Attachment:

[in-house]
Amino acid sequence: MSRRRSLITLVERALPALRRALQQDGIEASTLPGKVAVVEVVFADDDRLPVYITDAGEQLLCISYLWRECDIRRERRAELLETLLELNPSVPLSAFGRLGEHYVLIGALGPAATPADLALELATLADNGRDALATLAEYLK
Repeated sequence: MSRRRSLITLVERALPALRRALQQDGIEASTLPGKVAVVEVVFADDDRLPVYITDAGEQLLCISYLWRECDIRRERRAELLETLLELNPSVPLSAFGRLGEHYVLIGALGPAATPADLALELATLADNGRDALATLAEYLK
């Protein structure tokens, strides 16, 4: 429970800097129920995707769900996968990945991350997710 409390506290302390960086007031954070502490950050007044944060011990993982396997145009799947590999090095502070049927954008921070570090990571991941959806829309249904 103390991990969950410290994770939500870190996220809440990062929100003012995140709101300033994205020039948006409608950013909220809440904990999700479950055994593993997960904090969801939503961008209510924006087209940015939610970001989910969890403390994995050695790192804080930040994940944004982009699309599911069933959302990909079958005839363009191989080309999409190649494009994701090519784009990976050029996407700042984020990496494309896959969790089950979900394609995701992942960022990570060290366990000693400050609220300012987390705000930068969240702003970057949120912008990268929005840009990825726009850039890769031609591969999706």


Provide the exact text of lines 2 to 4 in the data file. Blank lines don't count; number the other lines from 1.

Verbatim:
Amino acid sequence: MSRRRSLITLVERALPALRRALQQDGIEASTLPGKVAVVEVVFADDDRLPVYITDAGEQLLCISYLWRECDIRRERRAELLETLLELNPSVPLSAFGRLGEHYVLIGALGPAATPADLALELATLADNGRDALATLAEYLK
Repeated sequence: MSRRRSLITLVERALPALRRALQQDGIEASTLPGKVAVVEVVFADDDRLPVYITDAGEQLLCISYLWRECDIRRERRAELLETLLELNPSVPLSAFGRLGEHYVLIGALGPAATPADLALELATLADNGRDALATLAEYLK
């Protein structure tokens, strides 16, 4: 429970800097129920995707769900996968990945991350997710 409390506290302390960086007031954070502490950050007044944060011990993982396997145009799947590999090095502070049927954008921070570090990571991941959806829309249904 103390991990969950410290994770939500870190996220809440990062929100003012995140709101300033994205020039948006409608950013909220809440904990999700479950055994593993997960904090969801939503961008209510924006087209940015939610970001989910969890403390994995050695790192804080930040994940944004982009699309599911069933959302990909079958005839363009191989080309999409190649494009994701090519784009990976050029996407700042984020990496494309896959969790089950979900394609995701992942960022990570060290366990000693400050609220300012987390705000930068969240702003970057949120912008990268929005840009990825726009850039890769031609591969999706």